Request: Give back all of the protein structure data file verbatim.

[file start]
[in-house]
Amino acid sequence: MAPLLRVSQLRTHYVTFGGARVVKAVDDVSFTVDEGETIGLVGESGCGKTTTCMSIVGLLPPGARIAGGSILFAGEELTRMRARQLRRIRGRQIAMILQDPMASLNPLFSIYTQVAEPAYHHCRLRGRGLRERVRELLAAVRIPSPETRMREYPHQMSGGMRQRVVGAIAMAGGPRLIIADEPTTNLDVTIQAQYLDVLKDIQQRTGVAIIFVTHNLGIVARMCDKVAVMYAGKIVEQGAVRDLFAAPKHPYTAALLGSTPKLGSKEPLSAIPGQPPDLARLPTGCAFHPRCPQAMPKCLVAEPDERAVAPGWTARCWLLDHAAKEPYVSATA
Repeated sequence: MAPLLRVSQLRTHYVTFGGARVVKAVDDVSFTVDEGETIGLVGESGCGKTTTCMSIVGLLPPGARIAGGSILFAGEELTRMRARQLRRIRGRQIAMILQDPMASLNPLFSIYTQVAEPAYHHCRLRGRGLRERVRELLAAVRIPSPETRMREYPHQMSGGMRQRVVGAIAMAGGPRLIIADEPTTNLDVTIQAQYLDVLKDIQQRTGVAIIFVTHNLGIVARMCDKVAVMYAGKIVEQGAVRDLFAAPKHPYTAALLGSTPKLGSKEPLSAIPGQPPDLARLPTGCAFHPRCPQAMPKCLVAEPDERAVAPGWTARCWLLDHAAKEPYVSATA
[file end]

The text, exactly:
[in-house]
Amino acid sequence: MAPLLRVSQLRTHYVTFGGARVVKAVDDVSFTVDEGETIGLVGESGCGKTTTCMSIVGLLPPGARIAGGSILFAGEELTRMRARQLRRIRGRQIAMILQDPMASLNPLFSIYTQVAEPAYHHCRLRGRGLRERVRELLAAVRIPSPETRMREYPHQMSGGMRQRVVGAIAMAGGPRLIIADEPTTNLDVTIQAQYLDVLKDIQQRTGVAIIFVTHNLGIVARMCDKVAVMYAGKIVEQGAVRDLFAAPKHPYTAALLGSTPKLGSKEPLSAIPGQPPDLARLPTGCAFHPRCPQAMPKCLVAEPDERAVAPGWTARCWLLDHAAKEPYVSATA
Repeated sequence: MAPLLRVSQLRTHYVTFGGARVVKAVDDVSFTVDEGETIGLVGESGCGKTTTCMSIVGLLPPGARIAGGSILFAGEELTRMRARQLRRIRGRQIAMILQDPMASLNPLFSIYTQVAEPAYHHCRLRGRGLRERVRELLAAVRIPSPETRMREYPHQMSGGMRQRVVGAIAMAGGPRLIIADEPTTNLDVTIQAQYLDVLKDIQQRTGVAIIFVTHNLGIVARMCDKVAVMYAGKIVEQGAVRDLFAAPKHPYTAALLGSTPKLGSKEPLSAIPGQPPDLARLPTGCAFHPRCPQAMPKCLVAEPDERAVAPGWTARCWLLDHAAKEPYVSATA